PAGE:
When you google the term ‘inbetweenie’ and click on images you’ll find yourself bombarded with pictures of inbetweenie belly buttons – which I recently found out is a belly button that has both the characters of an innie (a belly button which goes in) and an outie (you get the picture), a sort of hybrid if you like. The Hollywood A-lister Anna Farris even sports one. So why is this relevant I hear you ask. The term ‘inbetweenie’ doesn’t just refer to mutant hybrid belly buttons but also a new kind of model on the rise. An ‘inbetweenie’ model is someone who is neither considered straight size (typically a UK size 4-8) nor plus size (typically a UK size 16 and above). For a long time now the fashion industry has seemingly only been aware of the existence of exclusively straight and plus size models. Anything in between these sizes (a UK size 10, 12 and 14) has been viewed as a sort of no man’s land. This would lead any human being with an ounce of common sense to believe that as inbetweenie sizes aren’t shown in the media they simply don’t exist. Let me be the one to assure you that this ludicrous, albeit logical, theory is not true.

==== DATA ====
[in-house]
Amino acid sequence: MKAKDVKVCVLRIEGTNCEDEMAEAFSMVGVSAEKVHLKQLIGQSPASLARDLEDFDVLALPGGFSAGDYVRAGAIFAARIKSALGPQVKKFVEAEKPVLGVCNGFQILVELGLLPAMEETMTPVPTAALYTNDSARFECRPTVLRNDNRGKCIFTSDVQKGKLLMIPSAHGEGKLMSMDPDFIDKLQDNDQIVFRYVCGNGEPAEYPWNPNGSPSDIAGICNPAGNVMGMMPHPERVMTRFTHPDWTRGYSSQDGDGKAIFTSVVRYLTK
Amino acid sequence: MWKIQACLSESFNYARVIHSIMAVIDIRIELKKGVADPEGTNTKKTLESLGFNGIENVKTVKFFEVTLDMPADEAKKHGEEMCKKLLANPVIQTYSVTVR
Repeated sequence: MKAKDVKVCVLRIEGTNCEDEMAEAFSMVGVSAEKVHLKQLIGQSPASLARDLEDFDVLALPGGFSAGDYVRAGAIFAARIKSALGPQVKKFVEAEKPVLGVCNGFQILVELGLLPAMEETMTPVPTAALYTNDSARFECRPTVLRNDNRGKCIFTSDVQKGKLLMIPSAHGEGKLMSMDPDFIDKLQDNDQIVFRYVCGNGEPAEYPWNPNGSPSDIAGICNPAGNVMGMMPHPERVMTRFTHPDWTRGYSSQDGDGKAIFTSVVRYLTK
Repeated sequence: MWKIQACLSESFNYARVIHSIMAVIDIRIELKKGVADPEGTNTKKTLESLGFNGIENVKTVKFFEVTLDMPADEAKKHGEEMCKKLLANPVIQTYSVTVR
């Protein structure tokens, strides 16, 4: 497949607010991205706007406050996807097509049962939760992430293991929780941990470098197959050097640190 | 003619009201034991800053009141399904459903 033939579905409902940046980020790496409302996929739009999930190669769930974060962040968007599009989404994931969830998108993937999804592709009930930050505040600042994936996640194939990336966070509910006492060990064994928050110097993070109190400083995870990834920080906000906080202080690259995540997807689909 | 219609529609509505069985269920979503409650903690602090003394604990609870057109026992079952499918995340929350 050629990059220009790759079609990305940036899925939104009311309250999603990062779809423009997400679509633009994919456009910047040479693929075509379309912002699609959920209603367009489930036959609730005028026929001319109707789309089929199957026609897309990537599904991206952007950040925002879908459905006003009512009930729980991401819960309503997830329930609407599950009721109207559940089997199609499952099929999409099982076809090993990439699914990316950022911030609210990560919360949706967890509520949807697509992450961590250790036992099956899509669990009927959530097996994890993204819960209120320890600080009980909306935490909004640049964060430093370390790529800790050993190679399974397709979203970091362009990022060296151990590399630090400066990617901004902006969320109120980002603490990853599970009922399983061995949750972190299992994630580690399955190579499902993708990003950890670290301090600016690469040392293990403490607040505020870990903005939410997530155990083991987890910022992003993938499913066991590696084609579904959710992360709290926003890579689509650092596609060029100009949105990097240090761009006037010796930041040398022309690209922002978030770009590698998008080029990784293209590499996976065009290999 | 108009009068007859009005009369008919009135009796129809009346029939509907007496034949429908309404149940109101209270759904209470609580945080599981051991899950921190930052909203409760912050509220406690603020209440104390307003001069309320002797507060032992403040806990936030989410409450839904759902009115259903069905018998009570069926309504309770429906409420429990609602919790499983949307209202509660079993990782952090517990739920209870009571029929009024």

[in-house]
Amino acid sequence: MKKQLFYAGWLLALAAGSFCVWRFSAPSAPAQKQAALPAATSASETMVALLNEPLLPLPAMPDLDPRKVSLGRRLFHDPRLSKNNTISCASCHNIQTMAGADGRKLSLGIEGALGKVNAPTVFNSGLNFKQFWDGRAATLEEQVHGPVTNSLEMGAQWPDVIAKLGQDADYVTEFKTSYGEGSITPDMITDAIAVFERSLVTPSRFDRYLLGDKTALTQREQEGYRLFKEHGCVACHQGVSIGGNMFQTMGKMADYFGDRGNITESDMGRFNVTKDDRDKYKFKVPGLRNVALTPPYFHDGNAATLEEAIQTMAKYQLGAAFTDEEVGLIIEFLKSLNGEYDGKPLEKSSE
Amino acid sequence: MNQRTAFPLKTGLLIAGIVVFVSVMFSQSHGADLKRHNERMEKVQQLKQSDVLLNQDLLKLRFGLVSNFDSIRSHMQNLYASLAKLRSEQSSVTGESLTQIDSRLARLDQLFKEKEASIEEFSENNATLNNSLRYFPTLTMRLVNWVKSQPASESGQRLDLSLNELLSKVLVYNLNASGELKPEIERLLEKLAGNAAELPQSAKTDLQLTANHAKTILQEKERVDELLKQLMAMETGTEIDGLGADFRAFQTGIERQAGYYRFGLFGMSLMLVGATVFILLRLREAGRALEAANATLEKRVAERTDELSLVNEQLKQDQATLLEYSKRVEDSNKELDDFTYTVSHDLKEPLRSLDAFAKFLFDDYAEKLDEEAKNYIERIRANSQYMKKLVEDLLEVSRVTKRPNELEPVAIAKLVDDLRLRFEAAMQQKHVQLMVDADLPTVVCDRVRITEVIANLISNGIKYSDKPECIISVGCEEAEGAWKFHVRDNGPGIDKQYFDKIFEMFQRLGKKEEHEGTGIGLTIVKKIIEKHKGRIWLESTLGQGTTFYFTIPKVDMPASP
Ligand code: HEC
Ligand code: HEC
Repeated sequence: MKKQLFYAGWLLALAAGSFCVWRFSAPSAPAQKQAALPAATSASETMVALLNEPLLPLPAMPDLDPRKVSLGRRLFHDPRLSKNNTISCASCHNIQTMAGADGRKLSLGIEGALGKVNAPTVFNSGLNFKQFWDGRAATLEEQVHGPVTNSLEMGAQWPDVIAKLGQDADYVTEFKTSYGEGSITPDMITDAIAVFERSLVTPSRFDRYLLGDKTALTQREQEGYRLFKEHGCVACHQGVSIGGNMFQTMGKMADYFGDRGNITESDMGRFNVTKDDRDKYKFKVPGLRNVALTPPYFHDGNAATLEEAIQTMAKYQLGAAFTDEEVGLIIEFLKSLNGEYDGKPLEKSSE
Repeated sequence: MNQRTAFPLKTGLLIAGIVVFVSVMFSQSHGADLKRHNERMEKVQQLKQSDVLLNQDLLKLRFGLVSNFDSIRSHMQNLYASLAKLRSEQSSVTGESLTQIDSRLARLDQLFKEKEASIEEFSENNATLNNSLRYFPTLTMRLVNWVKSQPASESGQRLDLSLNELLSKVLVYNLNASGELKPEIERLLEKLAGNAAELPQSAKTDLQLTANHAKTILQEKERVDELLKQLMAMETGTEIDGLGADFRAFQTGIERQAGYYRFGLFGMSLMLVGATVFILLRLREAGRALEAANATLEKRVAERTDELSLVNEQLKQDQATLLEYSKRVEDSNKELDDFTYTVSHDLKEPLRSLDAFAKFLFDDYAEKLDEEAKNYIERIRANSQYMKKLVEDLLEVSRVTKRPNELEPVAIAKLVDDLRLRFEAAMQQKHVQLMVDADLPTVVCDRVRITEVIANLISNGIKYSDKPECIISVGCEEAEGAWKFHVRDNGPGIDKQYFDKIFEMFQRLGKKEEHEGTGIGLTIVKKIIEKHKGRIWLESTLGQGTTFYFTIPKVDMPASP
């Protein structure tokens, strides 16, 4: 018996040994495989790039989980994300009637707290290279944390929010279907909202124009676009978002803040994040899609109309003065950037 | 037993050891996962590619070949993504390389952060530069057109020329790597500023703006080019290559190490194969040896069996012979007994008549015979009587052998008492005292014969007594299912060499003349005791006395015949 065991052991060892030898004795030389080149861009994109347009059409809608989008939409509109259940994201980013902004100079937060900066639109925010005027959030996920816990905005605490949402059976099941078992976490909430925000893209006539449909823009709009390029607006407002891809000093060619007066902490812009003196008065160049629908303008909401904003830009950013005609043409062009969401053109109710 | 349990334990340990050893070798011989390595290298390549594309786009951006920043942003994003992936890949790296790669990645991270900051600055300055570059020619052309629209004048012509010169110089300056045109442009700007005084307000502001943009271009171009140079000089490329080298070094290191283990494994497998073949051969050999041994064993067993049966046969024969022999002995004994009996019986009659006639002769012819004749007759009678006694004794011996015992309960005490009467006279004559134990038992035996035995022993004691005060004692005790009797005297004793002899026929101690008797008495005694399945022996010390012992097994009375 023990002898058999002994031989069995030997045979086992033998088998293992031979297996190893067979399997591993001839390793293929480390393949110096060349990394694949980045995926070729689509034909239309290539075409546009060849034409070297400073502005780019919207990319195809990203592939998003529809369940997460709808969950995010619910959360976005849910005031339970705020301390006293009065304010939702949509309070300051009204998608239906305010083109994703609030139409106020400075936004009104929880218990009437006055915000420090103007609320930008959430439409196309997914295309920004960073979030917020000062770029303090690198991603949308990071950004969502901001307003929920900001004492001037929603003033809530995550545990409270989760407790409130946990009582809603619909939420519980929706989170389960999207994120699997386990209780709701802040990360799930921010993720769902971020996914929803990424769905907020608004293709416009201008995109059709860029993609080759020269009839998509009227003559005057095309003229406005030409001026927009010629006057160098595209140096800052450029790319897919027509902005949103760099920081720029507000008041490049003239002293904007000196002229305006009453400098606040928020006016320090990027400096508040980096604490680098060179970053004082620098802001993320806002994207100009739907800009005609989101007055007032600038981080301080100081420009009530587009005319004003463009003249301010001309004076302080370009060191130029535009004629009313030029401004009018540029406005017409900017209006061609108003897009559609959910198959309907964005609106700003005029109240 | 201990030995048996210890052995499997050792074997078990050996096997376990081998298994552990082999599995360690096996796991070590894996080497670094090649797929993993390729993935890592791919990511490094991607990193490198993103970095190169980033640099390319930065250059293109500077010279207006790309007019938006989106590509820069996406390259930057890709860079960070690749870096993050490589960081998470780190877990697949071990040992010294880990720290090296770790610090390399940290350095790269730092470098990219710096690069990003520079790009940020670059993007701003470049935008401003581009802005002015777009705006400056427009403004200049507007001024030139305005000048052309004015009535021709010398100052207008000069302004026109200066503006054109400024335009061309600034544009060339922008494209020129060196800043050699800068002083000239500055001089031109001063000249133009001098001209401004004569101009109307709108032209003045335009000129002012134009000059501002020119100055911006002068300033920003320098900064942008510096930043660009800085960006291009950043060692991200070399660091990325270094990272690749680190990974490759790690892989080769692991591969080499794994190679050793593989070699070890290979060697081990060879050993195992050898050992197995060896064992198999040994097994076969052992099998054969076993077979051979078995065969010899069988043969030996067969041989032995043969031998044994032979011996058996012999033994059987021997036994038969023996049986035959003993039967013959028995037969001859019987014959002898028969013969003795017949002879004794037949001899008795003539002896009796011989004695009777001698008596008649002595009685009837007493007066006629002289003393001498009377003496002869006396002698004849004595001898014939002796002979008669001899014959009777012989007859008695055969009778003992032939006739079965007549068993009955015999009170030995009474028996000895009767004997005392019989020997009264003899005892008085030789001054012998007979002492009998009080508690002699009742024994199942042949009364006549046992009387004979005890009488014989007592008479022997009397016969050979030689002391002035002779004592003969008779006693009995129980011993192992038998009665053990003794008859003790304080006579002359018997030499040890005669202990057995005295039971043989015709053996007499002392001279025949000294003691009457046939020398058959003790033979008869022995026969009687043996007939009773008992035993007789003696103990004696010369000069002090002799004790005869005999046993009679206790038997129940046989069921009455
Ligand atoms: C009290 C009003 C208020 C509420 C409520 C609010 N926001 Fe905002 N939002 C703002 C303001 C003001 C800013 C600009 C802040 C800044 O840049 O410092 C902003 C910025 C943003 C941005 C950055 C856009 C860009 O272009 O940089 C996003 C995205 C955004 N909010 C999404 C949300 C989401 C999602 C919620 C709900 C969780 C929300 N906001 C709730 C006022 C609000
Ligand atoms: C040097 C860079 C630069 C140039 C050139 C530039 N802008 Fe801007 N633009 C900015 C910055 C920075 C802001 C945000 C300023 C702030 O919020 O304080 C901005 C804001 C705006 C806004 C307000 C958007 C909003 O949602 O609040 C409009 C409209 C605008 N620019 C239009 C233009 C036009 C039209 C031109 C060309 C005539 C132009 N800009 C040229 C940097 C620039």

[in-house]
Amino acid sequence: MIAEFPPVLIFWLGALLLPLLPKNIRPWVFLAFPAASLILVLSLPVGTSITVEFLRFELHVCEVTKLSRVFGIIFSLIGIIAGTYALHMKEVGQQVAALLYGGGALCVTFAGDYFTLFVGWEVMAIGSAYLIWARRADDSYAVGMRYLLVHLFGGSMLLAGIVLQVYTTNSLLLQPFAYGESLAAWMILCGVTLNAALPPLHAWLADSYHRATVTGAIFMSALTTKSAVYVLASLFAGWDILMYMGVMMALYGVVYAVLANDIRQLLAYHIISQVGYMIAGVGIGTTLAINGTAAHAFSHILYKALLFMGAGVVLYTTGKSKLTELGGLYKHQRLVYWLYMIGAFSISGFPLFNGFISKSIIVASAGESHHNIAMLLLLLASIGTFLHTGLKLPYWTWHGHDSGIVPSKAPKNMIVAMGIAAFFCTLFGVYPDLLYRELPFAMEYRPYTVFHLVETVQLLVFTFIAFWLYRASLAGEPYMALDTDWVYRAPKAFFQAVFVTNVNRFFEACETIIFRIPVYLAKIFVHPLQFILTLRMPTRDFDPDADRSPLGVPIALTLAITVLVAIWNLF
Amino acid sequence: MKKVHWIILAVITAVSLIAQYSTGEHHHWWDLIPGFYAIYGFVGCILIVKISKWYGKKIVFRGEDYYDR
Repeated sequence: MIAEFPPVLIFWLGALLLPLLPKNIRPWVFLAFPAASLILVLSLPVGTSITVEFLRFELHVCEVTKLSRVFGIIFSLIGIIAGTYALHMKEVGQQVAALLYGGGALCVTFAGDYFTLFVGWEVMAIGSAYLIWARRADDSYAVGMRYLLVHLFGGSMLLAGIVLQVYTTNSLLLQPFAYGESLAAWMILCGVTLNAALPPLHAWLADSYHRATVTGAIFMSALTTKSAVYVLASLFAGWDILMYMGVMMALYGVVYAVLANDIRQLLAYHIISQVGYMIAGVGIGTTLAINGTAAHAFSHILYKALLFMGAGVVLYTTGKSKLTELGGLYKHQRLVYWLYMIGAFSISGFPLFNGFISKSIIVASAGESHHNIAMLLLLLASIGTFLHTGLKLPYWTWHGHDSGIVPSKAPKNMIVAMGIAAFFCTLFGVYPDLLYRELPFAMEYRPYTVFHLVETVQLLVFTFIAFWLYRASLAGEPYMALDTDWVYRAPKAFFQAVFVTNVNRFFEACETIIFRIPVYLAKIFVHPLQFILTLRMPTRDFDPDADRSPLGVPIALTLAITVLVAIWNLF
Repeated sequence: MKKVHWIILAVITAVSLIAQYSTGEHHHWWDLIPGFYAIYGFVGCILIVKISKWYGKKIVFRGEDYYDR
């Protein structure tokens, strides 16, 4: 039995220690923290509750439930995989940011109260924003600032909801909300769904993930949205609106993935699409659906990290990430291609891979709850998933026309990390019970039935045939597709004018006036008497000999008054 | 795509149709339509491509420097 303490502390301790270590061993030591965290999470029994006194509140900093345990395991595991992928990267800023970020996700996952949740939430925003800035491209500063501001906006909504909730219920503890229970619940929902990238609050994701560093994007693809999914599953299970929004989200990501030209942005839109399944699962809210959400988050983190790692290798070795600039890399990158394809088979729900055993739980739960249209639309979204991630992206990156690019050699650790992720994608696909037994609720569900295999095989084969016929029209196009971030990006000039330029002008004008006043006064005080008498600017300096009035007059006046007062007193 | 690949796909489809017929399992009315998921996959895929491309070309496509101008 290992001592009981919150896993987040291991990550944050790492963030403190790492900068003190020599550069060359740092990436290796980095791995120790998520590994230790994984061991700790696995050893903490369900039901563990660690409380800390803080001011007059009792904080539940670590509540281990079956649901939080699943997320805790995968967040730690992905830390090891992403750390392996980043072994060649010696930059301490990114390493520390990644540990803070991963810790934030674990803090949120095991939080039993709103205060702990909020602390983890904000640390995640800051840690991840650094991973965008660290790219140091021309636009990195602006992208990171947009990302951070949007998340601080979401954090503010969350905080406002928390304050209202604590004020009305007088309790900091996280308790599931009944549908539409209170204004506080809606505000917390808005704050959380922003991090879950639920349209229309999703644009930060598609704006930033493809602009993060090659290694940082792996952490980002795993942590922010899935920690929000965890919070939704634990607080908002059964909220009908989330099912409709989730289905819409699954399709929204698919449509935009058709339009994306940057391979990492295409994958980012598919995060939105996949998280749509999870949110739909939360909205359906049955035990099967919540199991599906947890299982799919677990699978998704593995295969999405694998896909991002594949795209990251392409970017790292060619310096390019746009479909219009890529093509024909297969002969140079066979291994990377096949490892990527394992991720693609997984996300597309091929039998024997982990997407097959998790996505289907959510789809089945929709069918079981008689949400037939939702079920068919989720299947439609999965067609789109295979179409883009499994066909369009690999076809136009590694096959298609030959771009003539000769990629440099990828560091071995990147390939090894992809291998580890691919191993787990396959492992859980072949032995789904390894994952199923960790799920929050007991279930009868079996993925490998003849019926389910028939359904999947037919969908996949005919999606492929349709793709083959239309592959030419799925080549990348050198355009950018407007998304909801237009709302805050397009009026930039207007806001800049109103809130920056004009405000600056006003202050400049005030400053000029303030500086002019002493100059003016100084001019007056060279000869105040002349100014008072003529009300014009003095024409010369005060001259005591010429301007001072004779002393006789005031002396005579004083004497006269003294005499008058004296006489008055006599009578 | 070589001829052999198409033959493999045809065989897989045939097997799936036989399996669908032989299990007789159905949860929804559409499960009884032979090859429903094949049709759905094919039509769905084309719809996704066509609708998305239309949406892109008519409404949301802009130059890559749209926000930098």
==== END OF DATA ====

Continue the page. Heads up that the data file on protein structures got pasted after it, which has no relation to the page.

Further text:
n 2014 Calvin Klein made history by launching a campaign featuring Myla Dalbesio, a model who is approximately a UK size 14. Speaking to the Today show in America, Dalbesio described herself as an “inbetweenie”. She said, “We’re not skinny enough to be straight-size, like these [US] size zero and size two girls, and we’re not big enough to be plus-size.” Calvin Klein’s effort to showcase a model of a more normal and relatable size came as a result of the public’s increasingly loud calls to see more “normal” women in advertising. A 2012 study by Cambridge University revealed that women are more likely to buy clothes worn by models closer to their age, size and race. Calvin Klein, a brand well known for its luxury and sexual allure, gave Dalbesio’s figure and the concept of normalising body image in the media the publicity that the movement needed to gain momentum. However, despite Dalbesio’s picture being featured alongside straight-size models in the campaign and the brand not labelling her as any different, many took to social media to express their shock and disbelief at Dalbesio’s size. They were surprised that the luxury fashion brand, known for featuring models such as Kate Moss, who was largely responsible for popularising the ‘heroin chic’ look, used a model who didn’t conform to the usual constrictive straight-size that the brand has become known for. Critics therefore labelled her as plus-size. Many also chimed in with their disappointment that Dalbesio be labelled plus sizeas she was only a UK size 14 (with the average British woman thought to fall between a size 14 and 16) and thus the damaging message that labelling an average sized women plus-size gives.